Lower Manhattan's new one acre, $50 million Liberty Park is now open to the public, offering Highline-inspired raised views of the World Trade Center grounds, including the 9/11 memorial fountains. Made up of densely-planted plots, long angled benches, and a 336-foot-long "vertical garden," it's an elevated oasis from the area's crowds and construction.

Liberty Park was developed and constructed by The Port Authority of New York and New Jersey; the vast majority of its space sits 25 feet above Liberty Street, in between Greenwich Street and Trinity Place and takes less than five minutes to walk through, end to end. But developers, along with architect Joe Brown, are hoping visitors stick around a while.

"It's a sight for reflection, lunch, for passing the time," Port Authority Executive Director Pat Foye said Wednesday. "It's got a very unique perspective of the 9/11 Memorial and it's now open to the public, and the public is welcome 24 hours a day, seven days a week, all four seasons."

Liberty Park sits atop a large security parking garage, the face of which is covered by its vertical wall garden of Japanese Spurge, Baltic Ivy, and Goldenstar. However, almost all of that garden is currently off-limits to the public, stuck behind a fence of barricades and barbed wire amidst the seemingly-endless snarl of construction on Liberty Street.

The park's southern entrance features teak-covered bleachers similar to the bleachers found on the Highline (or the TKTS steps in Times Square), and leads visitors on long sloped paths upward to its main level, a wide and flat concrete expanse broken up by shrubs and sapling trees. Farther north sits another small bleacher-style set of benches and two flights of stairs leading down to Greenwich Street. The eastern view from the park's benches is the real highlight here; 1 WTC feels impossibly close from Liberty Park, and its nearby glassy underlings make for an impressive panorama that draw your gaze up and outward toward the 9/11 Memorial.

"It's a very sensitive site, and I'd like to think that this is a park of hope," Port Authority assistant director Carla Bonacci said. "Where the Memorial is reflecting on and remembering, this can be a place of hope for the community. Just looking out at everything, I think it helps to quiet the soul."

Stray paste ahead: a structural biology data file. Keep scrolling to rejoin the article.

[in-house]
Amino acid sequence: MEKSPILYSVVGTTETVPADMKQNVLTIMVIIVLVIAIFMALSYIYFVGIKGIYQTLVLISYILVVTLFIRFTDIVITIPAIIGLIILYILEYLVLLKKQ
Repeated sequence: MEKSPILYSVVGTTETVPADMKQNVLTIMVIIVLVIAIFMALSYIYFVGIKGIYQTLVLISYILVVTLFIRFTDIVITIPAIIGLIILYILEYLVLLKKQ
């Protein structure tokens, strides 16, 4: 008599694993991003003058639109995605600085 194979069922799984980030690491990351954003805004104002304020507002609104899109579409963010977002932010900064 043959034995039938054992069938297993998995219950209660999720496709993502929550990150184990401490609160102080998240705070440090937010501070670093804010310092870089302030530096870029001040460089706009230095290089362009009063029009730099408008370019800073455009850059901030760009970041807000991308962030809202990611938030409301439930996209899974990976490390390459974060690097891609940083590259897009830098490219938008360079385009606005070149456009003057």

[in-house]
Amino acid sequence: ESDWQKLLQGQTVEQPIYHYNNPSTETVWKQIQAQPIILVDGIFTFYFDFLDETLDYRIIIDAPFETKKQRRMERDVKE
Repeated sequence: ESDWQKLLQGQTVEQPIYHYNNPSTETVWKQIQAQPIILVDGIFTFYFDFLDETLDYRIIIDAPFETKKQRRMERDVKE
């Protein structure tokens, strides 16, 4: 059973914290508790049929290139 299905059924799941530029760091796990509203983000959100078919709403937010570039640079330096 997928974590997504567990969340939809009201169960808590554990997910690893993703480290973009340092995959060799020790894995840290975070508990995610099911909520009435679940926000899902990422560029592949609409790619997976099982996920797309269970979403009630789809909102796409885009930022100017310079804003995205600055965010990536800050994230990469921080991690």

Elsewhere, the site's patriotic symbolism is more obvious. Near the northern end of Liberty Park's top level is a bronze sculpture of an armed soldier on horseback. Entitled "America's Response Monument," it's a 13-feet-high commemoration of the earliest days of the Afghanistan war that contains steel pulled from the Twin Towers' wreckage. It stands out as oddly classicist in a park whose ivory white benches look like they were repurposed from space stations.

A Greek Orthodox shrine will eventually be opened inside the park, meant to replace St. Nicholas Greek Orthodox Church, which was destroyed during the 9/11 attacks. Missing, however, is Fritz Koenig's Sphere sculpture, which was moved from the World Trade Center site to Battery Park during the Bloomberg administration.

Foye hopes Koenig's Sphere will eventually find a place at the new park. "My own personal view is that the sphere belongs here, not in Battery Park and certainly not in an airport hanger," he said. "We're working with the families including Michael Burke to bring it to this site." Foye has consistently argued for the Sphere's return to the World Trade Center.

"Today is just very special. It used to be a parking lot, now we have growing trees and a place to get together and for the community to see each other," local Manhattan Community Board Chair Catherine Hughes said at the park's opening dedication Wednesday. "Today also reflects the success, that we won. Everybody wants to be down here, it's alive."

One of those chestnut trees, it turns out, was propagated from a tree outside of Anne Frank's former house in Amsterdam.

The park received strong reviews from early visitors, comprised of a mix of tourist families, construction crews, and nearby office workers on their lunch breaks. Allison Riley, 30, and her coworker Jackie Ortiz, 32, had brought their lunches up to the park's top level. "It's so nice. Over by the Brooklyn Bridge there are areas to sit, and we've wished for something like that for a long time," Riley said.